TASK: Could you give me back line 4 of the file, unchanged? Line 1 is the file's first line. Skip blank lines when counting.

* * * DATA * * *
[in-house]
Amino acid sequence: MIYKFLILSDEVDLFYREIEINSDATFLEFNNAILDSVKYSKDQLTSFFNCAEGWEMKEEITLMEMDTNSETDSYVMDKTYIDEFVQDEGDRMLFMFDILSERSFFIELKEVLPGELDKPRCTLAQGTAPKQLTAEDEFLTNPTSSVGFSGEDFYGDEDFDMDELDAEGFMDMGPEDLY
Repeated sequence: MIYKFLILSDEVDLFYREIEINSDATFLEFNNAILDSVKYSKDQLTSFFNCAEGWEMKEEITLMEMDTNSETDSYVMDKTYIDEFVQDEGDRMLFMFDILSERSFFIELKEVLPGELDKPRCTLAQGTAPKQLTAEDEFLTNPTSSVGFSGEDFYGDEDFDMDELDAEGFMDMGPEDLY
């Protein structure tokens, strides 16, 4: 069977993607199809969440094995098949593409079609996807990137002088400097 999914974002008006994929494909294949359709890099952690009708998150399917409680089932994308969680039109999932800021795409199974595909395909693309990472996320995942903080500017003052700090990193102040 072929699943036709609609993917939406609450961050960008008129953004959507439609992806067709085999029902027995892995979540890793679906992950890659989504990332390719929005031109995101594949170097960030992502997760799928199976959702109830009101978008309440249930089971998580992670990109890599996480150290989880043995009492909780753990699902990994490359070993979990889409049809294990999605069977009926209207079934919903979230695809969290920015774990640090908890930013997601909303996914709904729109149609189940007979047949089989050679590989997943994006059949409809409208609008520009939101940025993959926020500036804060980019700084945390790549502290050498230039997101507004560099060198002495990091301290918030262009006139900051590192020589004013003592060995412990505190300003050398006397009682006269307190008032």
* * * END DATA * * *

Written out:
């Protein structure tokens, strides 16, 4: 069977993607199809969440094995098949593409079609996807990137002088400097 999914974002008006994929494909294949359709890099952690009708998150399917409680089932994308969680039109999932800021795409199974595909395909693309990472996320995942903080500017003052700090990193102040 072929699943036709609609993917939406609450961050960008008129953004959507439609992806067709085999029902027995892995979540890793679906992950890659989504990332390719929005031109995101594949170097960030992502997760799928199976959702109830009101978008309440249930089971998580992670990109890599996480150290989880043995009492909780753990699902990994490359070993979990889409049809294990999605069977009926209207079934919903979230695809969290920015774990640090908890930013997601909303996914709904729109149609189940007979047949089989050679590989997943994006059949409809409208609008520009939101940025993959926020500036804060980019700084945390790549502290050498230039997101507004560099060198002495990091301290918030262009006139900051590192020589004013003592060995412990505190300003050398006397009682006269307190008032």